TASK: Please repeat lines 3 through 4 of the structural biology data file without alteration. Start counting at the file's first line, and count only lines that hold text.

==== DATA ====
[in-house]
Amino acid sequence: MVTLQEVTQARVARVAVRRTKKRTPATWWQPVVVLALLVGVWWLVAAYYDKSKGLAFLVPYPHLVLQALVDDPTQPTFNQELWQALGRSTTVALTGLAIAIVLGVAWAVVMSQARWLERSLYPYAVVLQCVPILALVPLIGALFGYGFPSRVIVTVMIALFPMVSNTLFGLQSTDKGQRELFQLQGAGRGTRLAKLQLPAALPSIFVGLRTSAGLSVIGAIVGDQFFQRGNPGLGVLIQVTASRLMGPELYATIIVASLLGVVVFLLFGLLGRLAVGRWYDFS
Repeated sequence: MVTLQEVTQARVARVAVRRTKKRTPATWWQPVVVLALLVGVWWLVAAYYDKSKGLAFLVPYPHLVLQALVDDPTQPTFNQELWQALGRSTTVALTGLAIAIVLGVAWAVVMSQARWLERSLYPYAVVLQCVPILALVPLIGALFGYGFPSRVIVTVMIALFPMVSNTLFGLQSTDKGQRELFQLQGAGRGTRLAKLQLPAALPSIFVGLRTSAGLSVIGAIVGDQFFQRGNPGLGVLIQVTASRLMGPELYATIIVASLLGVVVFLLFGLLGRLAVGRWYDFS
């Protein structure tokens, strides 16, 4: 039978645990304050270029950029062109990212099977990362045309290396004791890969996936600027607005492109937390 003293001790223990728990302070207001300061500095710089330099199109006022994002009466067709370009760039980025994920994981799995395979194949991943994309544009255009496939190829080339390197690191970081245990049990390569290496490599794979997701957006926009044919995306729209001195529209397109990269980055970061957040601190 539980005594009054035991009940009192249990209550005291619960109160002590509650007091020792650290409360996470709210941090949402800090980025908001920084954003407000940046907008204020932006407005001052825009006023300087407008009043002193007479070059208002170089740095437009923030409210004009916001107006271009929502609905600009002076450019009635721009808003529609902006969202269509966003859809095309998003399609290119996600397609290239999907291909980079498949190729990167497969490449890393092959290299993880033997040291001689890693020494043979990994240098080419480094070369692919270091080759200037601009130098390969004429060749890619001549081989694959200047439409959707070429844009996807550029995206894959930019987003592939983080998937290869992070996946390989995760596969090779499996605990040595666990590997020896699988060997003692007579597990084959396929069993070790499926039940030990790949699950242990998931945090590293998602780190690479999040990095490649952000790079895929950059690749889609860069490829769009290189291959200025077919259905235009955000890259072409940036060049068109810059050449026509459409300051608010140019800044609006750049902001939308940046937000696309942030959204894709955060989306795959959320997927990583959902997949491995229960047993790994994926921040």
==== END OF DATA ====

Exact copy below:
Repeated sequence: MVTLQEVTQARVARVAVRRTKKRTPATWWQPVVVLALLVGVWWLVAAYYDKSKGLAFLVPYPHLVLQALVDDPTQPTFNQELWQALGRSTTVALTGLAIAIVLGVAWAVVMSQARWLERSLYPYAVVLQCVPILALVPLIGALFGYGFPSRVIVTVMIALFPMVSNTLFGLQSTDKGQRELFQLQGAGRGTRLAKLQLPAALPSIFVGLRTSAGLSVIGAIVGDQFFQRGNPGLGVLIQVTASRLMGPELYATIIVASLLGVVVFLLFGLLGRLAVGRWYDFS
């Protein structure tokens, strides 16, 4: 039978645990304050270029950029062109990212099977990362045309290396004791890969996936600027607005492109937390 003293001790223990728990302070207001300061500095710089330099199109006022994002009466067709370009760039980025994920994981799995395979194949991943994309544009255009496939190829080339390197690191970081245990049990390569290496490599794979997701957006926009044919995306729209001195529209397109990269980055970061957040601190 539980005594009054035991009940009192249990209550005291619960109160002590509650007091020792650290409360996470709210941090949402800090980025908001920084954003407000940046907008204020932006407005001052825009006023300087407008009043002193007479070059208002170089740095437009923030409210004009916001107006271009929502609905600009002076450019009635721009808003529609902006969202269509966003859809095309998003399609290119996600397609290239999907291909980079498949190729990167497969490449890393092959290299993880033997040291001689890693020494043979990994240098080419480094070369692919270091080759200037601009130098390969004429060749890619001549081989694959200047439409959707070429844009996807550029995206894959930019987003592939983080998937290869992070996946390989995760596969090779499996605990040595666990590997020896699988060997003692007579597990084959396929069993070790499926039940030990790949699950242990998931945090590293998602780190690479999040990095490649952000790079895929950059690749889609860069490829769009290189291959200025077919259905235009955000890259072409940036060049068109810059050449026509459409300051608010140019800044609006750049902001939308940046937000696309942030959204894709955060989306795959959320997927990583959902997949491995229960047993790994994926921040």